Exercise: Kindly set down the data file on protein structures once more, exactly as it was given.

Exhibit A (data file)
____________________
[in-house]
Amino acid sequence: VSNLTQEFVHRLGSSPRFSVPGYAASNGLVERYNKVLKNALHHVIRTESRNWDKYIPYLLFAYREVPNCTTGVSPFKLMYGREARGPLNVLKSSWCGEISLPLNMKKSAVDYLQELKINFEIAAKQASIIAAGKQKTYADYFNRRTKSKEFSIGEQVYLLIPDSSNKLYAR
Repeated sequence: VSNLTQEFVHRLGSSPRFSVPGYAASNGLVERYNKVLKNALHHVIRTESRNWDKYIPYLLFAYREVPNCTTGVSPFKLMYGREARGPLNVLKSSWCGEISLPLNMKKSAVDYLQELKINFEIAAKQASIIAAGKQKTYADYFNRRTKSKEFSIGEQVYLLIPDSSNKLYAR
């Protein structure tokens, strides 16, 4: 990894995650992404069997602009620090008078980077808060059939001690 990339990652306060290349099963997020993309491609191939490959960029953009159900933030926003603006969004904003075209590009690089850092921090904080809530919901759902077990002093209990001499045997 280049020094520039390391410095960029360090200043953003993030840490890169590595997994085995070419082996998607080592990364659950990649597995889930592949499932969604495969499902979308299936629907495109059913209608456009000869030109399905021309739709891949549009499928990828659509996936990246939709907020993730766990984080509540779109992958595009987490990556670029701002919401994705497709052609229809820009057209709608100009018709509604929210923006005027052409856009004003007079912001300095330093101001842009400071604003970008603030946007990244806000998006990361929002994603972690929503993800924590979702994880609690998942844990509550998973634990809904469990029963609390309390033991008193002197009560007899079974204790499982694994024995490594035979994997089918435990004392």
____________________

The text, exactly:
[in-house]
Amino acid sequence: VSNLTQEFVHRLGSSPRFSVPGYAASNGLVERYNKVLKNALHHVIRTESRNWDKYIPYLLFAYREVPNCTTGVSPFKLMYGREARGPLNVLKSSWCGEISLPLNMKKSAVDYLQELKINFEIAAKQASIIAAGKQKTYADYFNRRTKSKEFSIGEQVYLLIPDSSNKLYAR
Repeated sequence: VSNLTQEFVHRLGSSPRFSVPGYAASNGLVERYNKVLKNALHHVIRTESRNWDKYIPYLLFAYREVPNCTTGVSPFKLMYGREARGPLNVLKSSWCGEISLPLNMKKSAVDYLQELKINFEIAAKQASIIAAGKQKTYADYFNRRTKSKEFSIGEQVYLLIPDSSNKLYAR
């Protein structure tokens, strides 16, 4: 990894995650992404069997602009620090008078980077808060059939001690 990339990652306060290349099963997020993309491609191939490959960029953009159900933030926003603006969004904003075209590009690089850092921090904080809530919901759902077990002093209990001499045997 280049020094520039390391410095960029360090200043953003993030840490890169590595997994085995070419082996998607080592990364659950990649597995889930592949499932969604495969499902979308299936629907495109059913209608456009000869030109399905021309739709891949549009499928990828659509996936990246939709907020993730766990984080509540779109992958595009987490990556670029701002919401994705497709052609229809820009057209709608100009018709509604929210923006005027052409856009004003007079912001300095330093101001842009400071604003970008603030946007990244806000998006990361929002994603972690929503993800924590979702994880609690998942844990509550998973634990809904469990029963609390309390033991008193002197009560007899079974204790499982694994024995490594035979994997089918435990004392």